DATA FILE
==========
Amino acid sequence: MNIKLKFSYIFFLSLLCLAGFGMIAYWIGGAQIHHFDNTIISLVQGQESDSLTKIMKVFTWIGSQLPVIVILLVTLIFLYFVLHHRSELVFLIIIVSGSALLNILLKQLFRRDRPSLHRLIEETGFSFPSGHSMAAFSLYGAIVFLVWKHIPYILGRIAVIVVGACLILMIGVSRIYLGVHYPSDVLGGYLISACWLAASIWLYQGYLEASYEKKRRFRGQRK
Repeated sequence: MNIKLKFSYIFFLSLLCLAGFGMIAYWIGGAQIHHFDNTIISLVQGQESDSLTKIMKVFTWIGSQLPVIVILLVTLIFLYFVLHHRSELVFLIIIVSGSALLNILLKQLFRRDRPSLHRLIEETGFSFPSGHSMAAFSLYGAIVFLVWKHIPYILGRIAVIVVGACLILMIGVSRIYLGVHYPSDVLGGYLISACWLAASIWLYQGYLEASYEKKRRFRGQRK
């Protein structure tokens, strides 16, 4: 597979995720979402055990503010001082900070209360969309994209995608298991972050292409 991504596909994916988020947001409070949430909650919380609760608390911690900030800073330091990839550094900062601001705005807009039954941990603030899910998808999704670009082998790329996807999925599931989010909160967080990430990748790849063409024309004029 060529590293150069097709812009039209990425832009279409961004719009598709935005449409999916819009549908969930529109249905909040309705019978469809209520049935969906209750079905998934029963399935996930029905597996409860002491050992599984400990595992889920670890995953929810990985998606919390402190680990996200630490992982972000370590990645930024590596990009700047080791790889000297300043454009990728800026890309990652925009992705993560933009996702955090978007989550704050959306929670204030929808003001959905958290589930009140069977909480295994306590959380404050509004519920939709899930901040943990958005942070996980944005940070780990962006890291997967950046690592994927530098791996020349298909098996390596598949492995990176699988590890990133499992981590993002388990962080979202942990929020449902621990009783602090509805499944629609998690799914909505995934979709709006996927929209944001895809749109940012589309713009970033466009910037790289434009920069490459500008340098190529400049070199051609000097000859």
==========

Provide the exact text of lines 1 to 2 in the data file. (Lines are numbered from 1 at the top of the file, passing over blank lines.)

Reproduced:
Amino acid sequence: MNIKLKFSYIFFLSLLCLAGFGMIAYWIGGAQIHHFDNTIISLVQGQESDSLTKIMKVFTWIGSQLPVIVILLVTLIFLYFVLHHRSELVFLIIIVSGSALLNILLKQLFRRDRPSLHRLIEETGFSFPSGHSMAAFSLYGAIVFLVWKHIPYILGRIAVIVVGACLILMIGVSRIYLGVHYPSDVLGGYLISACWLAASIWLYQGYLEASYEKKRRFRGQRK
Repeated sequence: MNIKLKFSYIFFLSLLCLAGFGMIAYWIGGAQIHHFDNTIISLVQGQESDSLTKIMKVFTWIGSQLPVIVILLVTLIFLYFVLHHRSELVFLIIIVSGSALLNILLKQLFRRDRPSLHRLIEETGFSFPSGHSMAAFSLYGAIVFLVWKHIPYILGRIAVIVVGACLILMIGVSRIYLGVHYPSDVLGGYLISACWLAASIWLYQGYLEASYEKKRRFRGQRK